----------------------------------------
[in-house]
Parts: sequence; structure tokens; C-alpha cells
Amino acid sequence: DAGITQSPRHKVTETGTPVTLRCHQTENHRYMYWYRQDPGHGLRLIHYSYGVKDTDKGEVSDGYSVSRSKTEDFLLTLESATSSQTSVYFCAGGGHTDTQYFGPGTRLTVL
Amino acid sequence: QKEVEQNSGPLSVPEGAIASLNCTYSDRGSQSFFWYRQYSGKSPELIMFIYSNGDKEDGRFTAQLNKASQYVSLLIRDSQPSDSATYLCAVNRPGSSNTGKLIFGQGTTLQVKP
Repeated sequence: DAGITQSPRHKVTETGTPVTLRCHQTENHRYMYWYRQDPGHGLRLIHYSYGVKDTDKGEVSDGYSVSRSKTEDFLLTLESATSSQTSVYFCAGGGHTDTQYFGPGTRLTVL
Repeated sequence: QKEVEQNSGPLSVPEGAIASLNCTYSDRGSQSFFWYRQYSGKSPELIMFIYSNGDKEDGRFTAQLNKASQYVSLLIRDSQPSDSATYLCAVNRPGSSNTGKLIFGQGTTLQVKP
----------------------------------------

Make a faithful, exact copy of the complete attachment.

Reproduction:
[in-house]
Parts: sequence; structure tokens; C-alpha cells
Amino acid sequence: DAGITQSPRHKVTETGTPVTLRCHQTENHRYMYWYRQDPGHGLRLIHYSYGVKDTDKGEVSDGYSVSRSKTEDFLLTLESATSSQTSVYFCAGGGHTDTQYFGPGTRLTVL
Amino acid sequence: QKEVEQNSGPLSVPEGAIASLNCTYSDRGSQSFFWYRQYSGKSPELIMFIYSNGDKEDGRFTAQLNKASQYVSLLIRDSQPSDSATYLCAVNRPGSSNTGKLIFGQGTTLQVKP
Repeated sequence: DAGITQSPRHKVTETGTPVTLRCHQTENHRYMYWYRQDPGHGLRLIHYSYGVKDTDKGEVSDGYSVSRSKTEDFLLTLESATSSQTSVYFCAGGGHTDTQYFGPGTRLTVL
Repeated sequence: QKEVEQNSGPLSVPEGAIASLNCTYSDRGSQSFFWYRQYSGKSPELIMFIYSNGDKEDGRFTAQLNKASQYVSLLIRDSQPSDSATYLCAVNRPGSSNTGKLIFGQGTTLQVKP